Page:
The task of making sure all emergency service staff are aware of our needs in an emergency situation is an ongoing one.
Next year NALC will launch a campaign to improve on the current situation. The campaign will highlight how to spot a neckbreather, the common emergency items we use to assist this recognition and how to manage resuscitation and delivery of gases.
NALC has been a partner of National Tracheostomy Saftey Project (NTSP) for some years. Later this month some members of our group and of the Manchester Laryngectomee Club will be working with the NTSP to produce some new educational video resources to assist with training of clinical staff.
On Tuesday 19th September we organised a Coffee Morning to coincide with the European Head and Neck Cancer Awareness Week. Once again we used the 13th century Eyre Chapel in Newbold and were blessed with a warm and dry day.
As well as promoting knowledge of the early signs of head and neck cancer, we managed to raise over £200 and half of this will be donated to NALC.
As always at such events, Marjorie Thorne’s baking proved very popular, for immediate consumption or taken away for later.
We thank all our visitors for their generous support.
Pat Wertz Sanders was a laryngectomee and a major contributor to WebWhispers, the USA based internet mail list and online resource. She died last year.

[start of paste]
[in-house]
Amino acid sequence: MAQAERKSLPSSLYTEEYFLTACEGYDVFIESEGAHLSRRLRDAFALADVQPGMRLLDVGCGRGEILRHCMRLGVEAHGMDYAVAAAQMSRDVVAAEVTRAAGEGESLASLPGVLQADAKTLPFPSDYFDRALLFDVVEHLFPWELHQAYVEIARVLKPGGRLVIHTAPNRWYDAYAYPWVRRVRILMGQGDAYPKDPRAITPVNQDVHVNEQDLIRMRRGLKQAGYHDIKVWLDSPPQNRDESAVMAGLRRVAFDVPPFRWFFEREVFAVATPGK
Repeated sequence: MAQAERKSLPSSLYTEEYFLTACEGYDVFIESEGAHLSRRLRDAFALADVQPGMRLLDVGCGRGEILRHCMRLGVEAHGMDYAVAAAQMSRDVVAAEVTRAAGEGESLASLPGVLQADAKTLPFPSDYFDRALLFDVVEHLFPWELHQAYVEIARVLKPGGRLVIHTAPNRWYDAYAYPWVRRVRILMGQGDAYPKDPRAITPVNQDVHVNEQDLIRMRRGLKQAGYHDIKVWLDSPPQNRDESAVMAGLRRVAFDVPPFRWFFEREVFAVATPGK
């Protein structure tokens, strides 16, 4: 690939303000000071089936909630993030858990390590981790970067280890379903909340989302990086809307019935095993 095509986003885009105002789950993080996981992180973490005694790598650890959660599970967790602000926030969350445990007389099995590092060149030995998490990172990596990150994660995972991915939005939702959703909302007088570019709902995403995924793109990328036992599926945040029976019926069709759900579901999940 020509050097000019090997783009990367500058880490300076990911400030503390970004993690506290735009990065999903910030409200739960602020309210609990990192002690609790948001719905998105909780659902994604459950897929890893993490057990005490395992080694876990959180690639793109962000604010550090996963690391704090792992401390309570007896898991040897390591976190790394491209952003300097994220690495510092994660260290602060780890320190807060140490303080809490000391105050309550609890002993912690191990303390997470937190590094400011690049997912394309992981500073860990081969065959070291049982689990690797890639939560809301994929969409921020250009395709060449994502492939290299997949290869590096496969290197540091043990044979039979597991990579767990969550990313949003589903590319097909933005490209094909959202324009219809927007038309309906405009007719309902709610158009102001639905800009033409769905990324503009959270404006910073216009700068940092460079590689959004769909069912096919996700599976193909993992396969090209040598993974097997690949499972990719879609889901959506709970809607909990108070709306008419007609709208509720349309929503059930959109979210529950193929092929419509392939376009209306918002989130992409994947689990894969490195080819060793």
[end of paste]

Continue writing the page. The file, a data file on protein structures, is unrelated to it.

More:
In 2014 Pat published a book about her experiences and it contains much information that other patients may find helpful.
Now, in ebook form, the book is available for free. It does not have the sophisticated writing style of my favourite cancer journal – John Diamond’s C: Because Cowards Get Cancer Too – but there will be few laryngectomees that do not find it helpful.
If you do not have an ebook reader there is the option to download a pdf file.
More and more people are living with the consequences of cancer and its treatment – they are said to be Living With and Beyond Cancer. But currently there’s not enough research relevant to living with and beyond cancer.
The National Cancer Research Institute is working on a project to change this. They have opened a new survey for patients and the people who look after or have looked after them, and the professionals who work with them. The aim is to identify the most important questions that research should address.
Tell them the questions that you would like answered by research by filling out the survey and help to improve the lives of people affected by cancer. The survey will be open until 15 October 2017. You can find out more about the project at ncri.org.uk/jla.